Speaker appearances included two former Directors of the library, Laura Mitchell and Loretta McKinney. Ms. Mitchell read a letter opposing the outsourcing from the American Library Association President James Neal and Public Library Association Pam Smith. The letter can be found here, ALA Letter to Trustees and City Council.
Ms. McKinney stated, “The unfunded pension issue is a real issue and should be addressed with a master plan and timeline.” She went on to add, “I am not in favor of LS&S. The community is the first to suffer so that LS&S gets their profits.”
Whitney McCoy, the main presenter for the Coalition, shared significant information and research she had conducted on our library, privatization, and LS&S. She said “This matters because privatizing a public library is a red flag for a local government that is derelict in its duties to its citizenry. Contracting with LS&S will remove our taxpayer money from the local community and put it in the hands of a private, for-profit, equity firm-controlled company with no obligation for transparency and no incentive for responding to our needs”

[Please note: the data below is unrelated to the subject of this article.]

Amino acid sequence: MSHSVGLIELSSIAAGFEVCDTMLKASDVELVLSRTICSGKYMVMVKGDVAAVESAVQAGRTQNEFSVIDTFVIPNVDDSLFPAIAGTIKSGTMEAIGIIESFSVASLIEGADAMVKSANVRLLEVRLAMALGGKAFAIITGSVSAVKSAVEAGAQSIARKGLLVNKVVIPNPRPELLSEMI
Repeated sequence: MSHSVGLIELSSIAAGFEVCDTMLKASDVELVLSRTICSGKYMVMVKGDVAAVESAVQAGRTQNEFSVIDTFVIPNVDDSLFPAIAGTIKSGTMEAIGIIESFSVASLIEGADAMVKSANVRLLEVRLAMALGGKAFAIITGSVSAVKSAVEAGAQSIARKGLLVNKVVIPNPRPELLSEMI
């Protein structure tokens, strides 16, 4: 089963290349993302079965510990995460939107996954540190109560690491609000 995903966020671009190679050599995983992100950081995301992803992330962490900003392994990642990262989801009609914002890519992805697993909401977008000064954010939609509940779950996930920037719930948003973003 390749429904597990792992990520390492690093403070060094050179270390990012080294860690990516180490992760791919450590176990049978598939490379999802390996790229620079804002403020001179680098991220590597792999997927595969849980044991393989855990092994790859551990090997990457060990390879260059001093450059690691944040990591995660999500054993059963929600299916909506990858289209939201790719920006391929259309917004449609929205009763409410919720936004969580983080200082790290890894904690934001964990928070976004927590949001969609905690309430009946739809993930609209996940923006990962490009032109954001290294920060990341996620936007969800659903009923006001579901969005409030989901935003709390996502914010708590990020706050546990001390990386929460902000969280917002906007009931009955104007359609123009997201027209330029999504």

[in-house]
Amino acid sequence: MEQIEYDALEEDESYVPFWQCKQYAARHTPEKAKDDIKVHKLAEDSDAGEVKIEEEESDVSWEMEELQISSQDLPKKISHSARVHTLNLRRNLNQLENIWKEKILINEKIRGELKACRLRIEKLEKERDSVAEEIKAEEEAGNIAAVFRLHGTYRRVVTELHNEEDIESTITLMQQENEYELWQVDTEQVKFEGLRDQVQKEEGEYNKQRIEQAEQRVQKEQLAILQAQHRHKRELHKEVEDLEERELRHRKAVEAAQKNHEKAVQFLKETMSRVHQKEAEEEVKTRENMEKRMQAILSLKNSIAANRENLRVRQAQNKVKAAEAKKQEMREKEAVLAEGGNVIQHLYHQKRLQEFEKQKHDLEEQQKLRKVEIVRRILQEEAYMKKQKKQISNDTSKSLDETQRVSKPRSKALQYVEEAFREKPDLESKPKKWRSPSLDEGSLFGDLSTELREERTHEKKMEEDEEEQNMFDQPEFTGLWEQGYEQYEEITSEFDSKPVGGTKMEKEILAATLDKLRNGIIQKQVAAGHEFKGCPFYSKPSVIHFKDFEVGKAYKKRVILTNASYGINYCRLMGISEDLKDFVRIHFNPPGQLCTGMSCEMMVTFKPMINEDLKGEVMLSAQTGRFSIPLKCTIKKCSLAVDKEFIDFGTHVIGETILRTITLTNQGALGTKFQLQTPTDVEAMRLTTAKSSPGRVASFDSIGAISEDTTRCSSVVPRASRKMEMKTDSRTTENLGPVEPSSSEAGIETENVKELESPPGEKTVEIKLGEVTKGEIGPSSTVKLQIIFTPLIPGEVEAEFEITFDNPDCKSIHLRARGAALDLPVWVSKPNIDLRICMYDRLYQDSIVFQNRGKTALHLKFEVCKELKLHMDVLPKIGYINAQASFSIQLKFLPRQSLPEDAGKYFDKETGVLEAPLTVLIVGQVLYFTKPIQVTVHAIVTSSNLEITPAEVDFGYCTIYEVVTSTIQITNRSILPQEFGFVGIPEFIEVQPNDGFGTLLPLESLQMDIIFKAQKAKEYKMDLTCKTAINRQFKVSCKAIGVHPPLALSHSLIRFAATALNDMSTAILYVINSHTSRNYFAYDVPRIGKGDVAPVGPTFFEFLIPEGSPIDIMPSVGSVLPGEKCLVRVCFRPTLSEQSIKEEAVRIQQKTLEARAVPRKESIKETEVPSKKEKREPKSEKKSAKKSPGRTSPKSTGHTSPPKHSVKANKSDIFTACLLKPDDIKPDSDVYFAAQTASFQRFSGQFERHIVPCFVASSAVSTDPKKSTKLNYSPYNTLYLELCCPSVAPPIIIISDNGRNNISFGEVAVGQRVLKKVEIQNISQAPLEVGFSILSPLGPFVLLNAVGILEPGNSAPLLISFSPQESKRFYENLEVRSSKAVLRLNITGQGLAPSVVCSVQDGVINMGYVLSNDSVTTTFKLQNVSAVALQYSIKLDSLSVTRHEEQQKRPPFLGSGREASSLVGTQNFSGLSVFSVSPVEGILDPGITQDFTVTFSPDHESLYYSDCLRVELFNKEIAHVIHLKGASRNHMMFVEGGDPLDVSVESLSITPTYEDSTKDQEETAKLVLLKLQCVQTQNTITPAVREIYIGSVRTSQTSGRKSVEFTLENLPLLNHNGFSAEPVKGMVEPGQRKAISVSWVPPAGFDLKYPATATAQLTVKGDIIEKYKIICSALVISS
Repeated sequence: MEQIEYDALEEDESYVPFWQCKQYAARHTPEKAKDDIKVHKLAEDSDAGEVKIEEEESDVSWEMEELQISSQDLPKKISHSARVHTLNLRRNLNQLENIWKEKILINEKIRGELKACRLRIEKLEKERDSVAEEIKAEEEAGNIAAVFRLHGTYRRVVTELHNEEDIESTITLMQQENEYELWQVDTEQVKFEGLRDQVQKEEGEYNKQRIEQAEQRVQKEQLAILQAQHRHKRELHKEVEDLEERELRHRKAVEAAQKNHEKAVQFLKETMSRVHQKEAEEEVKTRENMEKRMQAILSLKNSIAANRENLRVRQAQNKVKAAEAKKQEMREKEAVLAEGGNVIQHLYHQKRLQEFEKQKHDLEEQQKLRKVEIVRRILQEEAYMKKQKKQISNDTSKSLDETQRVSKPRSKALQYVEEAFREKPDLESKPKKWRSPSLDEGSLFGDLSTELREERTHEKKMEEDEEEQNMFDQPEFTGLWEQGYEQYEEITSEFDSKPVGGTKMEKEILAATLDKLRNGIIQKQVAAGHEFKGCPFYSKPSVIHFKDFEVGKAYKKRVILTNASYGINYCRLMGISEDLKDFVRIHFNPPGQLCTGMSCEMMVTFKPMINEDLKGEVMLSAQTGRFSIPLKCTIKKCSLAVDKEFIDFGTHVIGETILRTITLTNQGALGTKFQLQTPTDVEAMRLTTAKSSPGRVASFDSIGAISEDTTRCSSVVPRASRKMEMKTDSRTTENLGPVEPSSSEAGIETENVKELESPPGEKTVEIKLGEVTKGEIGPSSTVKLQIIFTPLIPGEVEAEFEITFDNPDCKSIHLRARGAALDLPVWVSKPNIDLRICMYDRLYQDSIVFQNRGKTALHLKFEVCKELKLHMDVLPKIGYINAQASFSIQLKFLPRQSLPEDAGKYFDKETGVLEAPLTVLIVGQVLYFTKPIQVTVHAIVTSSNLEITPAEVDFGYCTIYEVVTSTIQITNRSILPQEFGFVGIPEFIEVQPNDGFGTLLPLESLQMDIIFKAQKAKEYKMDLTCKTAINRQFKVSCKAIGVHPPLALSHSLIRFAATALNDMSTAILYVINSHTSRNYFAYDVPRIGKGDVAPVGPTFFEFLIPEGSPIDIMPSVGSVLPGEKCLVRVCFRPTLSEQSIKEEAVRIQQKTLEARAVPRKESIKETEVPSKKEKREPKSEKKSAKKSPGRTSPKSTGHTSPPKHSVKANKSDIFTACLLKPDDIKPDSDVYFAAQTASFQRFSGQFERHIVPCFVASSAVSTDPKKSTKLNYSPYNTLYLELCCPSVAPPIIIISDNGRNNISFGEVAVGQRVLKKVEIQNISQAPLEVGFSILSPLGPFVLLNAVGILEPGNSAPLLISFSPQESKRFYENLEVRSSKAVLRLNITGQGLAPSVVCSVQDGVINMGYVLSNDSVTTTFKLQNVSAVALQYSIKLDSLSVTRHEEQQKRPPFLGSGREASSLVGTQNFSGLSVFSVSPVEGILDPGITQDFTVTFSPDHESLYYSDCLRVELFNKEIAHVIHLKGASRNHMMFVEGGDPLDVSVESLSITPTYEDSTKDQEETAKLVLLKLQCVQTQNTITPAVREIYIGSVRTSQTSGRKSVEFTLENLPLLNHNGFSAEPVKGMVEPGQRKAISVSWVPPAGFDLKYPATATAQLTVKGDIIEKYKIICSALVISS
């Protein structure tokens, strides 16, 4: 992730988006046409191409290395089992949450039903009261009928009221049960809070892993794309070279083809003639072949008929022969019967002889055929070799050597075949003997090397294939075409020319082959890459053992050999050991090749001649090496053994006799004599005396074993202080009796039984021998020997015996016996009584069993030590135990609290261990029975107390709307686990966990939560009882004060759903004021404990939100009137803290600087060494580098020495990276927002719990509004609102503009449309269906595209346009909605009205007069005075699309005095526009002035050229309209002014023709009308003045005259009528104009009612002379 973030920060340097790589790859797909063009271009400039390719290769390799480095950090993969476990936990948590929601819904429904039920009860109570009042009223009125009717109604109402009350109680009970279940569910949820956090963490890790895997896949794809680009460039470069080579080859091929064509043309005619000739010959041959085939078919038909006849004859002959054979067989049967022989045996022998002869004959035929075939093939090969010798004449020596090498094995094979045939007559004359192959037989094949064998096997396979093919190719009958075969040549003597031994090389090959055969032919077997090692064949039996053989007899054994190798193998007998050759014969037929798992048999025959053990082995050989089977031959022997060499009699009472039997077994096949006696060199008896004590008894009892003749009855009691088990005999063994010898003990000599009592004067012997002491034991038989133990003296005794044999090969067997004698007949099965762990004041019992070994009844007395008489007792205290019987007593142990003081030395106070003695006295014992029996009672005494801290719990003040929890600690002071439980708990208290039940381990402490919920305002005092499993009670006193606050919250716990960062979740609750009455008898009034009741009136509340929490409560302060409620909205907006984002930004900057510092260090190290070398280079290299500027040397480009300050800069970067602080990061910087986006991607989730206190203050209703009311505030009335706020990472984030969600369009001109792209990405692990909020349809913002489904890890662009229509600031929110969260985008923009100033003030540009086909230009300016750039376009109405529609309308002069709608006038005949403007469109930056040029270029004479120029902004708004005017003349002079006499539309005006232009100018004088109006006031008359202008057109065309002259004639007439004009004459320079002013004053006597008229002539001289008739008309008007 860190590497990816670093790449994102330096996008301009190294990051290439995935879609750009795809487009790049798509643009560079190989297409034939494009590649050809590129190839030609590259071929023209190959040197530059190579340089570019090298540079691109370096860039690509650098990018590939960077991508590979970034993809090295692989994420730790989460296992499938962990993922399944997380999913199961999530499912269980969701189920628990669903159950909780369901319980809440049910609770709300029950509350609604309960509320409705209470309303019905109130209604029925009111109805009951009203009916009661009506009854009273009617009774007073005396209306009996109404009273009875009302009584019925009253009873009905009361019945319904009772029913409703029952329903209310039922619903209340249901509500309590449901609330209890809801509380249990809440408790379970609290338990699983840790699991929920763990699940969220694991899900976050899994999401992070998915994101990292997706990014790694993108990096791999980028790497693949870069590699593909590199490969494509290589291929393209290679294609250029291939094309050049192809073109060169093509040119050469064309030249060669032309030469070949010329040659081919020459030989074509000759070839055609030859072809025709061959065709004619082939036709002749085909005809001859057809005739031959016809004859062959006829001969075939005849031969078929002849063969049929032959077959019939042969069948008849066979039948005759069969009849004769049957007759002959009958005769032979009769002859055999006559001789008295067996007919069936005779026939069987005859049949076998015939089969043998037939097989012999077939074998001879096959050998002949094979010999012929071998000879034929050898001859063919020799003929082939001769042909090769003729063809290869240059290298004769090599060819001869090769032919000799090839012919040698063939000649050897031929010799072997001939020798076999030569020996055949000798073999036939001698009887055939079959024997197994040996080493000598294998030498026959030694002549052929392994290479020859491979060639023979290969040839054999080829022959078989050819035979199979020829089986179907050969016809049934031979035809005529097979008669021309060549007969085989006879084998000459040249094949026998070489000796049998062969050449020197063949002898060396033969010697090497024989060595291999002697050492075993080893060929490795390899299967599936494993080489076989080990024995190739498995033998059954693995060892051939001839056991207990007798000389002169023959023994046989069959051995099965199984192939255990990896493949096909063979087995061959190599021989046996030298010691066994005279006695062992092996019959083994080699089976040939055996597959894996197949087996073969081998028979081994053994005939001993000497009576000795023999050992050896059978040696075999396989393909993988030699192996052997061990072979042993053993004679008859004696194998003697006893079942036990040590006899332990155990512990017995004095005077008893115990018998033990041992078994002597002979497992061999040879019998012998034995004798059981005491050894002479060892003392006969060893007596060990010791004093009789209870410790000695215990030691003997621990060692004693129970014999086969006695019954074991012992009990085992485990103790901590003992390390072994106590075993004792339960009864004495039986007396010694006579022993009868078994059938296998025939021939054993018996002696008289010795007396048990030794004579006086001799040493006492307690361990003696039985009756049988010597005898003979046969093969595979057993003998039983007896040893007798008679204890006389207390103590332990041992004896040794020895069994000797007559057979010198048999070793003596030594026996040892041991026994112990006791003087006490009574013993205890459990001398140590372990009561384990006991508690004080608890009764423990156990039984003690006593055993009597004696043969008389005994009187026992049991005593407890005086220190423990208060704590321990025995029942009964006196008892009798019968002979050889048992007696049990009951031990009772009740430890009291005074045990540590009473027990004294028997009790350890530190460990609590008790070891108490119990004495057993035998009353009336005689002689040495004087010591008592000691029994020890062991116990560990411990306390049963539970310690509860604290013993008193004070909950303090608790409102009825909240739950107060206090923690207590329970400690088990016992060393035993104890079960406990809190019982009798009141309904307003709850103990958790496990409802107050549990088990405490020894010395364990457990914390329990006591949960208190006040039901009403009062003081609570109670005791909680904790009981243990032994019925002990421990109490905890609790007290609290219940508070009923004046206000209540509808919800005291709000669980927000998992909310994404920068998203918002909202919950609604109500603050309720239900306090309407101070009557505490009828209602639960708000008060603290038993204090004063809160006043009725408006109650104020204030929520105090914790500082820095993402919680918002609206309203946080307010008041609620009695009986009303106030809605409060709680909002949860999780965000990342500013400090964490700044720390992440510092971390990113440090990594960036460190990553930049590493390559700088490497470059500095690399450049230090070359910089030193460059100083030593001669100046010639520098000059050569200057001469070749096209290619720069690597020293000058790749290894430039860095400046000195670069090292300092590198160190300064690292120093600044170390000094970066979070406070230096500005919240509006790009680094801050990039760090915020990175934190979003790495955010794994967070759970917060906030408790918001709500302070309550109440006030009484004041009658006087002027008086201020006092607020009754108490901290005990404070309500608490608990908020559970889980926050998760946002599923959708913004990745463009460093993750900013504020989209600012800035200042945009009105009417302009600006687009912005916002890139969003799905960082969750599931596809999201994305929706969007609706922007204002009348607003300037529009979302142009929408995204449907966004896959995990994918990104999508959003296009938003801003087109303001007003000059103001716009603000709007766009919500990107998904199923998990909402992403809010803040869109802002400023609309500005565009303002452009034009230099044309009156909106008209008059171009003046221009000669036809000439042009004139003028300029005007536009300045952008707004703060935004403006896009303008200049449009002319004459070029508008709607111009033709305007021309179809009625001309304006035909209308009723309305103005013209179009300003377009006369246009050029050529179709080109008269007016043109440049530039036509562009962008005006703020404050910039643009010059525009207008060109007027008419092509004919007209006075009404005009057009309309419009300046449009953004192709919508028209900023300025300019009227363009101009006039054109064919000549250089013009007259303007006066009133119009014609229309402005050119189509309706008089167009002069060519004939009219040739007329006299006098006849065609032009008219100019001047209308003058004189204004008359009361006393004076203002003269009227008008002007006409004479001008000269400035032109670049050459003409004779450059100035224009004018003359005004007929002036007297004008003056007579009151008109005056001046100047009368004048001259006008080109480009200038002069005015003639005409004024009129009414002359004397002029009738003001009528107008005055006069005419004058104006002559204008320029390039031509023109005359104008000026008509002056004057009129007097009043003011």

Only one sitting Council member was present. Lone Council member Olga Diaz noted that she did not sign the Grand Jury response due to the inclusion of outsourcing in the response. “I urge the Trustees to encourage the Council to abandon this idea. I’d love nothing more than to pick up my clipboard and work to get community support for the Library bond measure.”
Chair Guiles said that among his concerns was building support for a new library. “We need a new library and we cannot pass a bond if we have any organized opposition in the community.” He noted the Trustees had received untold comments, letters, and emails on this topic and only one supported outsourcing.